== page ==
June 17, 2008, 4:00 PM — A technology that could help the environment by eliminating the need to ship a power adapter with every electronics device got a vote of confidence Friday from consumer electronics maker Westinghouse Digital Electronics.
Westinghouse said it had committed to using a smart power technology developed by a start-up company, Green Plug, that aims to let people use a single "universal adapter" to power their laptops, cell phones and other electronics gear.
Most products today ship with a custom adapter that converts AC power from a wall socket into the correct DC power required for each device. Green Plug's technology allows each device to communicate its individual power requirements to the power adapter, allowing several devices to share one adapter.
The technology's success depends partly on getting support from electronics manufacturers, who will need to embed Green Plug's firmware into their devices so that they can send their power requirements to the adapter. That's why Westinghouse's support is significant.
"We know we're not the largest [electronics company] but we are the first, and somebody has to be first," said Darwin Chang, CTO of Westinghouse, which makes LCD televisions, computer monitors and digital photo frames.
Besides helping the environment, the Green Plug technology will also help Westinghouse to cut its costs, Chang said. Eventually it could stop shipping power adapters with its products because customers will already have a universal adapter at home, he said.
Each adapter will act like a hub that several devices can plug into. The first are expected to go on sale in the first quarter next year for under US$100, Chang said. The adapters also will shut off the power supply when a device has finished charging or is turned off, giving further energy savings.
It remains to be seen whether other electronics vendors will follow suit. Green Plug also needs semiconductor makers to build its technology into chips that will go into the universal adapters. Green Plug CEO Frank Paniagua said his company already has one chip-maker on board, though he won't say yet who it is.
Westinghouse made its announcement at the second meeting of the Alliance for Universal Power Supplies, a group comprising electronics vendors, power supply makers, utility companies and others promoting standard power systems to reduce e-waste and inefficiency. The meeting in San Francisco was attended by representatives from Fujitsu, Motorola, Intel and Broadcom, among others.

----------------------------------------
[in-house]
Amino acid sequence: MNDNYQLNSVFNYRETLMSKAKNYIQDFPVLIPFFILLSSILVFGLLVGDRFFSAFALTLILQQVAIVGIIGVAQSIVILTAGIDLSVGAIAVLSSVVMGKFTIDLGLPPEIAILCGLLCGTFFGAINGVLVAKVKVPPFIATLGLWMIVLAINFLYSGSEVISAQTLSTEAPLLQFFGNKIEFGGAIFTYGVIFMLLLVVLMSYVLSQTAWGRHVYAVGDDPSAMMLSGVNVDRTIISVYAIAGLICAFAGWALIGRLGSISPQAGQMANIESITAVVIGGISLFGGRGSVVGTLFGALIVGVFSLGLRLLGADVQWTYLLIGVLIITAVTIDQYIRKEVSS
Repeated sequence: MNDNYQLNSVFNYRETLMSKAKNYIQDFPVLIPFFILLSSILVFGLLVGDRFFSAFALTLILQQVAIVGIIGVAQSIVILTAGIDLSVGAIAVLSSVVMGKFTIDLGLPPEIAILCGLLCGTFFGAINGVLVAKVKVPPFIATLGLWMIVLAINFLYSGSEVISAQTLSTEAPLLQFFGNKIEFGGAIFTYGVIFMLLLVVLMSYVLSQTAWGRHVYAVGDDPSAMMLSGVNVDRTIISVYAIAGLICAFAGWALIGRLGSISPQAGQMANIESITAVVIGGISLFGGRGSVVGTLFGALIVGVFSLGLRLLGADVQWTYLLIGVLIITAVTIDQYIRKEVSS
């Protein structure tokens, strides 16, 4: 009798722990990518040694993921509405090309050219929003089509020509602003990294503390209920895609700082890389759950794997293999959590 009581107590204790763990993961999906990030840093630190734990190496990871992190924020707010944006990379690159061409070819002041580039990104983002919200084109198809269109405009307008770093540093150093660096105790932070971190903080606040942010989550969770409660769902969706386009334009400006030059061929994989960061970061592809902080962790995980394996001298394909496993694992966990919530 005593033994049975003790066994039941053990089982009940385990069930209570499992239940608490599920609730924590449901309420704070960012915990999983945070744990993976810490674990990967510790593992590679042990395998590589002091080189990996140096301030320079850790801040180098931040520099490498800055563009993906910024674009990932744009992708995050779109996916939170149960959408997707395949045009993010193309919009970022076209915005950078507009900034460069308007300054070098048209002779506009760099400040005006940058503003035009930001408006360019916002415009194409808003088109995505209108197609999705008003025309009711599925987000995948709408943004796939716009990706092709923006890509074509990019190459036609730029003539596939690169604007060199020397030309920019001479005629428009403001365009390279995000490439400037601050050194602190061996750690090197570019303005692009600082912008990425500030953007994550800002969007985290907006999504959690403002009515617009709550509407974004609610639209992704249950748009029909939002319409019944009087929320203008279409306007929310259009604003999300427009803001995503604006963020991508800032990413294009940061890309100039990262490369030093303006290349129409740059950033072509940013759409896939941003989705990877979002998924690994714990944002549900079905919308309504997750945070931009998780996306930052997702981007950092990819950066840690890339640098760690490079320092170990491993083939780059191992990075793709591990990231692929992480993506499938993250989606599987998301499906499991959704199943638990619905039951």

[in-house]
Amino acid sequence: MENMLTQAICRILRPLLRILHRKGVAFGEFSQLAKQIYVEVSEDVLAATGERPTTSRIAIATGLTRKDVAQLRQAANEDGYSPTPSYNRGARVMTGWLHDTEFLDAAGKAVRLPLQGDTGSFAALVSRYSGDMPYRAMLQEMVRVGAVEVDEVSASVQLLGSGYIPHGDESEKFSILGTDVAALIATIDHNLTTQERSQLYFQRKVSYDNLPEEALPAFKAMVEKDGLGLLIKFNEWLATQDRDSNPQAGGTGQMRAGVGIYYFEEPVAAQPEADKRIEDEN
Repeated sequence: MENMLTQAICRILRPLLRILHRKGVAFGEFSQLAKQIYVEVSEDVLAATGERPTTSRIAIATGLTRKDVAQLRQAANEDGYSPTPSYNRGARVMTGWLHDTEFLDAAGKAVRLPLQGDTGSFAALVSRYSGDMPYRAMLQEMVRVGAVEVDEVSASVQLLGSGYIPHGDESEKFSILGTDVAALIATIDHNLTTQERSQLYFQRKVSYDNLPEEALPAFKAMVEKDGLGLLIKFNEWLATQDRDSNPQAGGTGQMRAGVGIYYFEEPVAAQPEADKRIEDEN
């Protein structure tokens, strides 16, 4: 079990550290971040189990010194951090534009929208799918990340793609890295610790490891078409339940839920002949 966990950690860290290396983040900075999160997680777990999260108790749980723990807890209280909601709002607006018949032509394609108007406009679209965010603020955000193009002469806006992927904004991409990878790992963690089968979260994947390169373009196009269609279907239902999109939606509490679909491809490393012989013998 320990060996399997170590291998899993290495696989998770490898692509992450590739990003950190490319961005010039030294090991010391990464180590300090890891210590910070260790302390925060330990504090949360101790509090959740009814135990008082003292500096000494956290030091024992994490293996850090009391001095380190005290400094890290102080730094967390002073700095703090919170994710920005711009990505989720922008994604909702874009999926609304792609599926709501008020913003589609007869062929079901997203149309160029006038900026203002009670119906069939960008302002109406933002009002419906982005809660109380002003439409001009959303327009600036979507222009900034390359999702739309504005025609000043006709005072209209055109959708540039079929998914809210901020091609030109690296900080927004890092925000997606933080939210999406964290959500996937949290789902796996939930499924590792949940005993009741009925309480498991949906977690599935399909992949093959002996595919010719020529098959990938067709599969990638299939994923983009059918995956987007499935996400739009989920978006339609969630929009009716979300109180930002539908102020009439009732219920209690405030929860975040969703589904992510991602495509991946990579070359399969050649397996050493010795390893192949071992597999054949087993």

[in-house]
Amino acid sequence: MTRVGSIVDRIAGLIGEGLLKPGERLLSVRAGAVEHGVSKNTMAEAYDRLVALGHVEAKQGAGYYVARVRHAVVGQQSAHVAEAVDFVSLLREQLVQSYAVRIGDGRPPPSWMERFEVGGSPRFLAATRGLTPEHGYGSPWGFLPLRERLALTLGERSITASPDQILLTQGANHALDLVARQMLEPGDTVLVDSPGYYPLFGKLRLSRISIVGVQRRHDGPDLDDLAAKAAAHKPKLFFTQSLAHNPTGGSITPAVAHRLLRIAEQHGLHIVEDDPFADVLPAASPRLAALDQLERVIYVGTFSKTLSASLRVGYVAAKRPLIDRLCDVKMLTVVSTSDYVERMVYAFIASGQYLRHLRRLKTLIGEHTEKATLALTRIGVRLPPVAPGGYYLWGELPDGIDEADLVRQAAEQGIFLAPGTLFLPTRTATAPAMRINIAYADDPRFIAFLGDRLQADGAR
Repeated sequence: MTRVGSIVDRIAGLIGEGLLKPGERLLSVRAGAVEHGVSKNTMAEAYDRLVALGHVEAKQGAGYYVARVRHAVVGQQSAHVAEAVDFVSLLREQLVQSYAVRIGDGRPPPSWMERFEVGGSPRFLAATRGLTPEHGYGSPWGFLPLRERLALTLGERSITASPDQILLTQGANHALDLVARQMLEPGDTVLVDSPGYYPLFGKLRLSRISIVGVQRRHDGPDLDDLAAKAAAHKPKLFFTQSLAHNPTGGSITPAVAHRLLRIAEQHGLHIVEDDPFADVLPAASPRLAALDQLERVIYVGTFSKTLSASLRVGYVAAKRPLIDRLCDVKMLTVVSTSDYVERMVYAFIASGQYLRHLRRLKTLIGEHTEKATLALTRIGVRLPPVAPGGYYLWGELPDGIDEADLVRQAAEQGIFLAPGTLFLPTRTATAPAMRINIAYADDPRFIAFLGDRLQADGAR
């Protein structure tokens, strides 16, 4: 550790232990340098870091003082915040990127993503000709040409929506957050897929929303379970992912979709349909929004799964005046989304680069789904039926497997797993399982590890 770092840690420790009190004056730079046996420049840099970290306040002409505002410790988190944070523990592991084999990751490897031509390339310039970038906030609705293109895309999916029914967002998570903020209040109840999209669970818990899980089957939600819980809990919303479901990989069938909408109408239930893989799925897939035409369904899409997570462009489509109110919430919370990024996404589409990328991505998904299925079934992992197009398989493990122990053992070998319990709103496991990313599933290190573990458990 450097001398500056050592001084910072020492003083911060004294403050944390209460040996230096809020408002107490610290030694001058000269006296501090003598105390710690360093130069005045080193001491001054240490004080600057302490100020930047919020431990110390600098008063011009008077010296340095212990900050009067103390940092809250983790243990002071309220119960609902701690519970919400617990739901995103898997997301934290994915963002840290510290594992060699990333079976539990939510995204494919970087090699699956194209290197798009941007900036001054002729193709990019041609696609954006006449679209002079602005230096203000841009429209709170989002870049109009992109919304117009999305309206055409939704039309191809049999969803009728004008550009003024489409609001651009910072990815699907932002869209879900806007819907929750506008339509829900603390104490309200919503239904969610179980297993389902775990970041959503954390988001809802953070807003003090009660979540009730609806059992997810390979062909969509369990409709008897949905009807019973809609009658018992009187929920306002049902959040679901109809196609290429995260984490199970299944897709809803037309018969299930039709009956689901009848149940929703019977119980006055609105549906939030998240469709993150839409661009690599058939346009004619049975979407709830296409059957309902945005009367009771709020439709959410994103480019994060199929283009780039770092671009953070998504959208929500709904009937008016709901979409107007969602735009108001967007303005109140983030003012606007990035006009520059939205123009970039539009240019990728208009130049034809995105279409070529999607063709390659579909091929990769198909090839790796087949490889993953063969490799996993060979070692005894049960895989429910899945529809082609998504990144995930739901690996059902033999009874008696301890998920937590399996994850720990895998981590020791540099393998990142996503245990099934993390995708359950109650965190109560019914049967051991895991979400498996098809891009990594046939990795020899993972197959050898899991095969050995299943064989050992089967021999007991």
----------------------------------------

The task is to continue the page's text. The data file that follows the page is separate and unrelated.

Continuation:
The stakes for the environment are high. More than 3 billion power adapters will be shipped worldwide this year, up from 2.2 billion just three years ago, according to Greg Lefebre of the environmental consultancy ESS. The growth has been driven by the proliferation of devices like cell phones, MP3 players and digital cameras.
A whopping 434 million consumer electronics devices are "retired" in the U.S. each year, Lefebre said, including 130 million cell phones. In many cases those products, along with their chargers and power adapters, end up in landfills, he said.
Some vendors don't have an incentive to eliminate unique power supplies and connector cables, because they get supplementary revenue stream from selling replacements, Lefebre noted. He cited Apple, which uses a proprietary connector for the iPod, as a prime example.
There are other hurdles too. Code Cubitt of Motorola Ventures, speaking on a panel here, said product managers are fixated on providing a good "out of the box" experience. If the company ships a product without an adapter, and the consumer doesn't have a universal adapter at home, it creates a bad impression of the company.
Another issue is liability. If a company ships a product and a consumer plugs it into another vendor's universal adapter and it starts a house fire, all the parties involved could find themselves in court. That problem will be lessened if the product vendor can show it conformed to an industry standard, said Armando Castro of the law firm Morgan, Lewis & Bockius.
In China, where 500 million cell phones were manufactured last year, the government has regulated that all cell phone chargers, including those imported, have a standard USB interface and output voltage, so consumers don't need a new one with every new phone.
Such regulations are unlikely in the U.S., but if the industry doesn't get its act together then the federal government may start to intervene in some way, speakers here said.
Green Plug offers its firmware to electronics makers for free so they can make their devices support its power specification, and it hopes to make money by licensing the technology to chip-makers. The cost to vendors to include the technology in each device will be about $2, Paniagua said.